Citation. Liriano v. Hobart Corp., 170 F.3d 264 (2d Cir. N.Y. Mar. 9, 1999)
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Brief Fact Summary.
The Court of Appeals of New York granted a judgment and damages for plaintiff in a suit for failure of the duty to warn. Defendant and Third-party Defendant appealed.
Synopsis of Rule of Law.
The duty to warn is not necessarily obviated merely because a danger is clear.
Plaintiff’s hand was caught in a meat grinder while he was working. He was severely injured. He sued the manufacturer then brought a third-party action against plaintiff’s employer. At the time of sale, the machine came equipped with a safety guard, but the guard was removed while in possession of Plaintiff’s employer. The apparatus carried no safety warning indicating that it should be operated only with the safety guard attached. The issue that went before the jury was the failure to warn claim. The jury found for Plaintiff, and liability was apportioned among all three parties.
Does a reasonable manufacturer have a duty to warn even when the danger at issue is an obvious one?
The court affirmed the judgment, concluding that failure-to-warn liability was valid and applied as a matter of law to the facts of the present case.
The Restatement (Third) of Torts deals directly with product liability, listing three types of claim available to a putative plaintiff: (1) manufacturing defect; (2) design defect; or a (3) defect by reason of inadequate warnings or instructions. Liriano concerns the third, with the majority opinion addressing the issue of “obviousness as a matter of law” providing a shield to potential defendants whose products could cause injury.
The majority opinion in Liriano addresses both issues of responsibility and causation, and, very importantly, which areas are reserved for the court and which are better suited to a jury. The court notes that the evolution of the law’s position with regard to standards of conduct has been shifting from court-imposed standards towards “enlarging the sphere of the jury.” As the majority opinion states: “[j]udges should be very wary of taking the issue of liability away from juries, even in situations where the relevant dangers might seem obvious, and especially when the cases in question turn on particularized facts.”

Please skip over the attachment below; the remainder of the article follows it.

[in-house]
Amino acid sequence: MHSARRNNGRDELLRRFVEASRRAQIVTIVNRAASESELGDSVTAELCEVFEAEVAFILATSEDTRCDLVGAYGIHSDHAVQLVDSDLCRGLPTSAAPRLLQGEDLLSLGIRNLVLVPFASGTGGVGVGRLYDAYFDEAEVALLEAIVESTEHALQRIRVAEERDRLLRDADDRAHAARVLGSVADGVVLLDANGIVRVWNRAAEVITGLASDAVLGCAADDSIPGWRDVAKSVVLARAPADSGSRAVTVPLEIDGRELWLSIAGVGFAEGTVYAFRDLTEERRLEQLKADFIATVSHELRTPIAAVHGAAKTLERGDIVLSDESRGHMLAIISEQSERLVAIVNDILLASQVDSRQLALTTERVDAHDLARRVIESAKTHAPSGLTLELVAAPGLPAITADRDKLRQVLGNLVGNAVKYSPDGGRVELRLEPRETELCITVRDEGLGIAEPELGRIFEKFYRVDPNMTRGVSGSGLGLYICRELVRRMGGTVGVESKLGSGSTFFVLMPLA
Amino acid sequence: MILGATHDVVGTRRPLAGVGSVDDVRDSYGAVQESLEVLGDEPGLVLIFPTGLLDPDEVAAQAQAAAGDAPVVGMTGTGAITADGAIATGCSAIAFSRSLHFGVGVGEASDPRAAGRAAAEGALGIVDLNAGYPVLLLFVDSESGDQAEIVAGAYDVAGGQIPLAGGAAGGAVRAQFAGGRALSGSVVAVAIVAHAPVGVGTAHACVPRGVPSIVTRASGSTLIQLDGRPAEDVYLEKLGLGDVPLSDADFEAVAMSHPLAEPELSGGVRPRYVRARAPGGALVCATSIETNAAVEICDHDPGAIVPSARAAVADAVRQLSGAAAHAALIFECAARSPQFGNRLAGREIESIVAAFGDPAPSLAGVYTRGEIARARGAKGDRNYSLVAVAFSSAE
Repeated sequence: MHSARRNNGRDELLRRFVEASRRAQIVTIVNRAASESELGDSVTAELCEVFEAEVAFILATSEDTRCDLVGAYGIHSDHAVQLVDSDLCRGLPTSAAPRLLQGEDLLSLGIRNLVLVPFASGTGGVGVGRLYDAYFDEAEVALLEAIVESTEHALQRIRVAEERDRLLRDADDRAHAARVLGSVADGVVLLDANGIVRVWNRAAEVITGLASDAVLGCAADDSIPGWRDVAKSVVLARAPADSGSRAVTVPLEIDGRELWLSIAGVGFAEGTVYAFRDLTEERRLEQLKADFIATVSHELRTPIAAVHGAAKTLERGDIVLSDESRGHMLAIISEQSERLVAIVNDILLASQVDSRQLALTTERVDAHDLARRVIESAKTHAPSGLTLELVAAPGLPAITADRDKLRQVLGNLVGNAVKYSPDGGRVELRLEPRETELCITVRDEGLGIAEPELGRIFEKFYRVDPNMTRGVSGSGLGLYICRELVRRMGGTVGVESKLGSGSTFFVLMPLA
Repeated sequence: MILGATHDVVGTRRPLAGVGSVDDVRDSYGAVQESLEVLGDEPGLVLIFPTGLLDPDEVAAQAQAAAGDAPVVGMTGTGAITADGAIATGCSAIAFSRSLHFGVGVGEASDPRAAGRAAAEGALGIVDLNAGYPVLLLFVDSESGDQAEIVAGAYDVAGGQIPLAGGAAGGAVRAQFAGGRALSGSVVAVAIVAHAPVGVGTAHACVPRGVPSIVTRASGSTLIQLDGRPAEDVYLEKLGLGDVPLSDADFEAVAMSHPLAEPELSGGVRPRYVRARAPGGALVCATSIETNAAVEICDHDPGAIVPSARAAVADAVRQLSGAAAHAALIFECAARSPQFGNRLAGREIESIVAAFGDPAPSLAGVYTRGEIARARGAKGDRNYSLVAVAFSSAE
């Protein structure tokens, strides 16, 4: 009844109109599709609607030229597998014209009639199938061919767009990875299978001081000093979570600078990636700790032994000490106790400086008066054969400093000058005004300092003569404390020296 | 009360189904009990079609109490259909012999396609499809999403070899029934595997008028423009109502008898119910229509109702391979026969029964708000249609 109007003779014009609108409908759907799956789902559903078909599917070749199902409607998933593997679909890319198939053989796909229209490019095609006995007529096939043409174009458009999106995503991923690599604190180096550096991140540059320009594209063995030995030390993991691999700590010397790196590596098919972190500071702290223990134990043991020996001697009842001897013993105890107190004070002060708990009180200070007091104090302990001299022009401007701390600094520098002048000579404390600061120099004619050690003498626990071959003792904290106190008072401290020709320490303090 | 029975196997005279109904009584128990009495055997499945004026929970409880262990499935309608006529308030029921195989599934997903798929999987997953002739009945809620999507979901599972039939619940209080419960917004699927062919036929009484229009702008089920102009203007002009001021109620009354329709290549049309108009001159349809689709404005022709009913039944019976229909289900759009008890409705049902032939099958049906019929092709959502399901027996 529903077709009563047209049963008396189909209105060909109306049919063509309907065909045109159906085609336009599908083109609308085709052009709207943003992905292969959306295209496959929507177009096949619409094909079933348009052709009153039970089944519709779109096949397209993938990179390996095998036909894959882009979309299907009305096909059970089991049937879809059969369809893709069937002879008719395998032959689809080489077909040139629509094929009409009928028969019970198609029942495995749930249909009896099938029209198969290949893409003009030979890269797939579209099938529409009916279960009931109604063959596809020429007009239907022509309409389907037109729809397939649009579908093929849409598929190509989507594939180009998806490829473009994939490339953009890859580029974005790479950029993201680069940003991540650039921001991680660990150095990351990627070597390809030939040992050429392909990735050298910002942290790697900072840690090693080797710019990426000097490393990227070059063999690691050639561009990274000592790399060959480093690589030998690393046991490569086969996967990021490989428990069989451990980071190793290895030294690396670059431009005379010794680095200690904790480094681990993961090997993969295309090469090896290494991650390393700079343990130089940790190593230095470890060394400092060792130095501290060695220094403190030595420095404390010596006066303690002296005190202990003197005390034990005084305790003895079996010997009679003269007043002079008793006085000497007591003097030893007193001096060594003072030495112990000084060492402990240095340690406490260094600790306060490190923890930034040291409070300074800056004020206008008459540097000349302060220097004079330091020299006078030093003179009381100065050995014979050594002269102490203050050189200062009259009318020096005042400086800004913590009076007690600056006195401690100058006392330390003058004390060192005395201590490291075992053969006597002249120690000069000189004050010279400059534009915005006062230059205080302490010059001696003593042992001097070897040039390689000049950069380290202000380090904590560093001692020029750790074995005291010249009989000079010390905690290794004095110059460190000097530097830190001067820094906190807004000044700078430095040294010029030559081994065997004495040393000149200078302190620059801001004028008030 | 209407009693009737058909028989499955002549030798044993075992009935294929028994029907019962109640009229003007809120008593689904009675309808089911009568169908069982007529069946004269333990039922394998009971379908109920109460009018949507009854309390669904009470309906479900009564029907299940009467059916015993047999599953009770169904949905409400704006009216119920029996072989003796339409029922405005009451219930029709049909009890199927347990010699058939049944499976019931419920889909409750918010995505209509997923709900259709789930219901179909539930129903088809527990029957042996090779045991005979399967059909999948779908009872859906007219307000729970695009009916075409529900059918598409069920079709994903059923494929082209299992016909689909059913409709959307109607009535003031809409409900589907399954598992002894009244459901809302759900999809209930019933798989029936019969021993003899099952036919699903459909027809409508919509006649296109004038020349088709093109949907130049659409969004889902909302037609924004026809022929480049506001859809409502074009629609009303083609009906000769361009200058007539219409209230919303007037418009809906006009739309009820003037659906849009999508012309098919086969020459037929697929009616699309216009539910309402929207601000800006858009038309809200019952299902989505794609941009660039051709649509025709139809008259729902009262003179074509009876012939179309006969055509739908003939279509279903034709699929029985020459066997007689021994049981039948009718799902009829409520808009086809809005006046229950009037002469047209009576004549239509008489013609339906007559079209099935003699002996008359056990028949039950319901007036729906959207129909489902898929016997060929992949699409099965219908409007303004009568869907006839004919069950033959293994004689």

In line with a clearly fact-based approach to determining the standard of care due, and thus what would constitute negligence, the Liriano court also applied a totality of circumstances analysis, observing “[t]he Plaintiff was only seventeen years old at the time of his injury and had only recently immigrated to the United States. He had been on the job for only one week. He had never been given instructions about how to use the meat grinder.” The court reasoned that it would not have been such a stretch for the defendant to have anticipated such or similar circumstances and guarded against injury through the nominal precaution of providing a warning label.
Finally, with regard to causation, the court explained: “[w]hen a defendant’s negligent act is deemed wrongful precisely because it has a strong propensity to cause the type of injury that ensued, that very causal tendency is evidence enough to establish a prima facie case of cause-in-fact.” Thus, the court reasoned, “[e]ven if [the state court] would consider the danger of meat grinders to be obvious as a matter of law, that obviousness did not substitute for the warning.”